Staunton, August 30 – Russia’s kvas patriots are spending so much time congratulating themselves about what they see as Moscow’s victory in the information war that they are ignoring not only shortcomings in that struggle but the danger that Putin could be succeeded by “a new Khrushchev” because he hasn’t created a self-sustaining system.
That is the judgment of Yury Baranchik, a commentator for the Regnum news agency, and both his suggestions – that Russia is not doing as well in the information war as many believe and that Putin has not managed to put in place a system that will outlast him – merit attention (regnum.ru/news/polit/1959331.html).
The Regnum commentator focuses on what he suggests are the delusions of the kvas patriots that “we (Russia, Putin, the Kremlin, Russians, etc.) have already defeated out geopolitical opponents (or partners however one likes to call them) on all fronts, political, financial-economic, information and so on.”
Baranchik says that such views are “deeply mistaken and dangerous” for three reasons. First, all Russia has succeeded in doing is stop retreating both on the post-Soviet space and more generally. It has not swept the board as so many in Russia now think.
Second, despite what some think and in the face of evidence that makes this conclusion “laughable,” “economically Russia is still very dependent on external factors … [and] tit is still far too early to say that we can like the Soviet Union oppose the entire Western world as the Soviet Union did.”
And third, Russia has not won the information war at least internationally. “There is a time to throw stones and a time to collect them.” Russians need to impose order “in their own ranks” and get to work. Imagine if the Red Army after the Civil War had gone around saying “’the Red Army is stronger than all others’” and not gotten down to the job of construction.
Russia today is clearly not stronger than all, and it is delusional to suggest, as some Russian writers do, that any successes of the West are not products of its superior positions in politics and economics but the result of some kind of clever game by Moscow to draw the West in in order to defeat it.
Whatever one thinks, Russia has not won the international information war. “For all of 2015, mentions of Russia in world media did not exceed two percent. What kind of ‘a victory’ can be said to exist in such a context.” And it is time to ask: “what means does Russia possess for victory in the world media” and “what world media today belong to us?”
“The answer is obvious,” Baranchik continues. And “if today we do not possess the means needed for victory then how can we talk about victory? Yes, inside Russia today it is possible to say that the patriots are more or less well represented in the media. But the question arises: This is now while Putin is in office. But what if the situation changes?”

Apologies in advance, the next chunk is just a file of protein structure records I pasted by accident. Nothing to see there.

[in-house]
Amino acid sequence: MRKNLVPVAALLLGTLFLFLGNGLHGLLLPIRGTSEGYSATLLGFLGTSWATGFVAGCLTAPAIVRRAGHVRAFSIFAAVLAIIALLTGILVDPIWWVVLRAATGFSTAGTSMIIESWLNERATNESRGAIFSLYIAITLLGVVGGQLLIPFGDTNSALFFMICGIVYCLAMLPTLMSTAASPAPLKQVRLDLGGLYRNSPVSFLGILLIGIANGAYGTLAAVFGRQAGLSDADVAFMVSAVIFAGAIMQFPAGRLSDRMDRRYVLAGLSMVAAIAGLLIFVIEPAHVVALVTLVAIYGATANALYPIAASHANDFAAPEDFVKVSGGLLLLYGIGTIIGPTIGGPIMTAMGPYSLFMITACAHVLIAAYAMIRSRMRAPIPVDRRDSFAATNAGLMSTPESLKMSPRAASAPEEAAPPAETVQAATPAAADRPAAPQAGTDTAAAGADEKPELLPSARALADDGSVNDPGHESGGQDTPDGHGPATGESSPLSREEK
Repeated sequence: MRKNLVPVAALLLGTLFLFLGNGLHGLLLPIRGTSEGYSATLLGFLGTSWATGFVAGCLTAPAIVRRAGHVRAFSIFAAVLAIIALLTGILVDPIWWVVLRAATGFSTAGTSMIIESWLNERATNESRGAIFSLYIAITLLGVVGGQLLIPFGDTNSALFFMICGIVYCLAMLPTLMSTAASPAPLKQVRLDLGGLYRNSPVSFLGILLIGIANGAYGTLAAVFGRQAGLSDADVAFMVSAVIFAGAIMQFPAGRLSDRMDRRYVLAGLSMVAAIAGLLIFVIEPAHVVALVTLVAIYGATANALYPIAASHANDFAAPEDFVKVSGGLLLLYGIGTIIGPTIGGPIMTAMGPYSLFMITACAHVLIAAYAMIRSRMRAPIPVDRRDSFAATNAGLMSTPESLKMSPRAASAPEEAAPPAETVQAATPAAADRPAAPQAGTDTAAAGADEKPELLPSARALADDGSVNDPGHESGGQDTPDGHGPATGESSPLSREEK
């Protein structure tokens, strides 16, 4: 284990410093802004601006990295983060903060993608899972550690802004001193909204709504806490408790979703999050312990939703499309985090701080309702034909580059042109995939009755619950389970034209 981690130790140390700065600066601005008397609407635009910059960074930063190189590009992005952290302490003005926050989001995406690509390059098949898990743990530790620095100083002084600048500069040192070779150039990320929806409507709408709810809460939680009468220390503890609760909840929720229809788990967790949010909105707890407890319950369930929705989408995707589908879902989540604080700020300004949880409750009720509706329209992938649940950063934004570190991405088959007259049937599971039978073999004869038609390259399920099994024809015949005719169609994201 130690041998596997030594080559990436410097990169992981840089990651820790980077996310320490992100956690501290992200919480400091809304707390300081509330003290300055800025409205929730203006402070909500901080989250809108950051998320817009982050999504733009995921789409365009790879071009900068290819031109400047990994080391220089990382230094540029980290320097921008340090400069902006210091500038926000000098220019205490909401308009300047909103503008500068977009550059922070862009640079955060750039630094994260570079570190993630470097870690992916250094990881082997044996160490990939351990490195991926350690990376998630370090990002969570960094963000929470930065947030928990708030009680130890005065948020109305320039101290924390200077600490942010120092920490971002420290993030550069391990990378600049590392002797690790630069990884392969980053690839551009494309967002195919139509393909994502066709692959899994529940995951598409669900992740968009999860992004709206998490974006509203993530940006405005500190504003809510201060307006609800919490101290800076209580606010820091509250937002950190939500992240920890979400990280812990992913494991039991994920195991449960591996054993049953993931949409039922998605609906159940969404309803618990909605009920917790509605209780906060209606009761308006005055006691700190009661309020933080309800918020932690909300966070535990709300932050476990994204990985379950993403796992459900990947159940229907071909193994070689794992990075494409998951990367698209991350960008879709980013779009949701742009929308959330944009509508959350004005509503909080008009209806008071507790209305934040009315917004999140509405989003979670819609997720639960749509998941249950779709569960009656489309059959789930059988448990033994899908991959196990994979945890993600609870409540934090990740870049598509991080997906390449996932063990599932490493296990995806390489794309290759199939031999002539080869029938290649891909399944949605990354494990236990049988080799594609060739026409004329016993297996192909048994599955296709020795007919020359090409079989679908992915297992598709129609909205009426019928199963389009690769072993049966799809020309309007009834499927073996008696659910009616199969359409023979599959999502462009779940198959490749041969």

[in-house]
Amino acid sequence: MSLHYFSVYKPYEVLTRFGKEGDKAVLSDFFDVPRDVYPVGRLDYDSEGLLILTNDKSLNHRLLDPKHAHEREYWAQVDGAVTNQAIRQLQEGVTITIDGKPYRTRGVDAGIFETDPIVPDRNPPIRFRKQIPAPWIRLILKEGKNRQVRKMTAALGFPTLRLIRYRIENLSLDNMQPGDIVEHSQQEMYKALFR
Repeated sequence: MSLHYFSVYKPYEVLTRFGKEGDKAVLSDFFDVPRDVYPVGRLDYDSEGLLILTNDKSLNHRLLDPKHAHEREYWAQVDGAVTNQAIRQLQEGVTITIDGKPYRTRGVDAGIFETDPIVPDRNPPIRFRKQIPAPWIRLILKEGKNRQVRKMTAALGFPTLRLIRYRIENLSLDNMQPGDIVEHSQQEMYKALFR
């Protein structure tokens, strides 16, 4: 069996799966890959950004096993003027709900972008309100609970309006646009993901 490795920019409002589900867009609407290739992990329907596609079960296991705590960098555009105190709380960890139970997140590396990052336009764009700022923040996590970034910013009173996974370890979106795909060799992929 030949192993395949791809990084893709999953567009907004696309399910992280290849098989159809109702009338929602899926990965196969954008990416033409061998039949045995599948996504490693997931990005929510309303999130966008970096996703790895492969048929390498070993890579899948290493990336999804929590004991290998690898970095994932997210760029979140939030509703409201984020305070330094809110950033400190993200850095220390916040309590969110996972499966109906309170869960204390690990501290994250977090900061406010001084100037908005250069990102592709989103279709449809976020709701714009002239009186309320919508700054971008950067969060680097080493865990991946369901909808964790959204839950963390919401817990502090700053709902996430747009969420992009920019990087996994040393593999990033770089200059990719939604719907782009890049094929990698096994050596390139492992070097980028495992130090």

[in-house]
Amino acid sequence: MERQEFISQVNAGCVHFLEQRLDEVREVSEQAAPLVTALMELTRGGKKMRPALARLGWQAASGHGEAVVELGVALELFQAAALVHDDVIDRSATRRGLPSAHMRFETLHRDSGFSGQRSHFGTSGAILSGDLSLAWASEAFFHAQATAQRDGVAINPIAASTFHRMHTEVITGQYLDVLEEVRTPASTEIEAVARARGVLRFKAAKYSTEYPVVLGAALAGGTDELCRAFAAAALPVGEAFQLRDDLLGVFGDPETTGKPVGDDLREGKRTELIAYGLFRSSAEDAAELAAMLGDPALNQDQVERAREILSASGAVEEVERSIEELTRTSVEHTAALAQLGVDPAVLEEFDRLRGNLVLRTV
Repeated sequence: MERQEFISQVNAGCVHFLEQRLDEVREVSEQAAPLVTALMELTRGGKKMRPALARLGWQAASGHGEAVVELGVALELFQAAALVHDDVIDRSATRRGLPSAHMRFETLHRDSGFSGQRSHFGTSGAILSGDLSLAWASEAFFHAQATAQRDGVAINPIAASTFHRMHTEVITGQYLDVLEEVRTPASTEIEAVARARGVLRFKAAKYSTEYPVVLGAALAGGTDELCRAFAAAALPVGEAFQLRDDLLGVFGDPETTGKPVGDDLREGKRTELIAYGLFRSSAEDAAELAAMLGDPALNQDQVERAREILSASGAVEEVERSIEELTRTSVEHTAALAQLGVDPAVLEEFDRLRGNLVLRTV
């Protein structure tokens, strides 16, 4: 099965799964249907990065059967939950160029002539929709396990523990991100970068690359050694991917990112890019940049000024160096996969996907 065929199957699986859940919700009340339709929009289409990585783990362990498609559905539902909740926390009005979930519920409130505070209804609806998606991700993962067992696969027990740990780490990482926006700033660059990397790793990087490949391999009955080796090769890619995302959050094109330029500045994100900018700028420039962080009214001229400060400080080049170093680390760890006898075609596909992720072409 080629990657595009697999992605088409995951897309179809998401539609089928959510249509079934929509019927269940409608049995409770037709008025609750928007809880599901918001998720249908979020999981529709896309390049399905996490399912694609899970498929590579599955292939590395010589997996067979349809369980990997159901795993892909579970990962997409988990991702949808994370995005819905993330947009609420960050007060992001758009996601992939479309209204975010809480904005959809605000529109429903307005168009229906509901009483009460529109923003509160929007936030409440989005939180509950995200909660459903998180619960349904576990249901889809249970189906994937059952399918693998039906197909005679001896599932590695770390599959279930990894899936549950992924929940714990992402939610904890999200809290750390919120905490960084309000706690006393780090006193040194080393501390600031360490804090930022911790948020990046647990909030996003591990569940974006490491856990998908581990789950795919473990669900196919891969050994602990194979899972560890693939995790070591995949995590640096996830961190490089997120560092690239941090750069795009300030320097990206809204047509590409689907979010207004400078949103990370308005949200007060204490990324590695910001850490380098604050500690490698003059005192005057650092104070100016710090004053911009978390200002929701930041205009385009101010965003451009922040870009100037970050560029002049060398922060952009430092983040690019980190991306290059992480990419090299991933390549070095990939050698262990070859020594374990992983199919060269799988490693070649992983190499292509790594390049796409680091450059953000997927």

Indeed, even domestically, not everything is in order in the media battle; and abroad, it is even worse for Russia. “It is necessary to soberly look at things in the face” rather than delude oneself with claims that everything is going well and that Russia is winning or in the minds of some has already won.
“Without the restoration of full sovereignty over our own information space, including the entire spectrum [of media channels], there is no basis for speaking about victory in the information war or even about achieving a draw,” as some would put it, the Regnum commentator argues.
“Let us be open – today all the influence and weight of Russia in the world depends on one man – Vladimir Putin, including in the information component of the influence of Russia in the world,” he says. If he were not on the scene, “you can be certain right here many leading major patriotic spaces would change course 180 degrees.”
In that situation, “today’s leading liberals without any problems would pass today’s patriots on the path to all governing bodies. They would admit you to the part and ask for whom you voted in the elections, because in reality, several stages of power in Russia have not been changed.”
According to Baranchik, “it is a good thing that Putin is her, but there is no system. And there must be a system, a clan, ‘a Russian Order,’ ‘an Orthodox-Muslim Order,’ ‘a party of revolutionaries,’ the Russian political class, call it what you like. But it must be in place and work.”
Russia, he says, “must have a guarantee” that after Putin’s departure, “in his place will be dozens of leaders analogous to his personal potential.” If that doesn’t happen, Baranchik says, then “there is a high probability that a new Khrushchev will replace Stalin,” a comment that says more than he perhaps intends but one that undoubtedly will disturb many kvas patriots.
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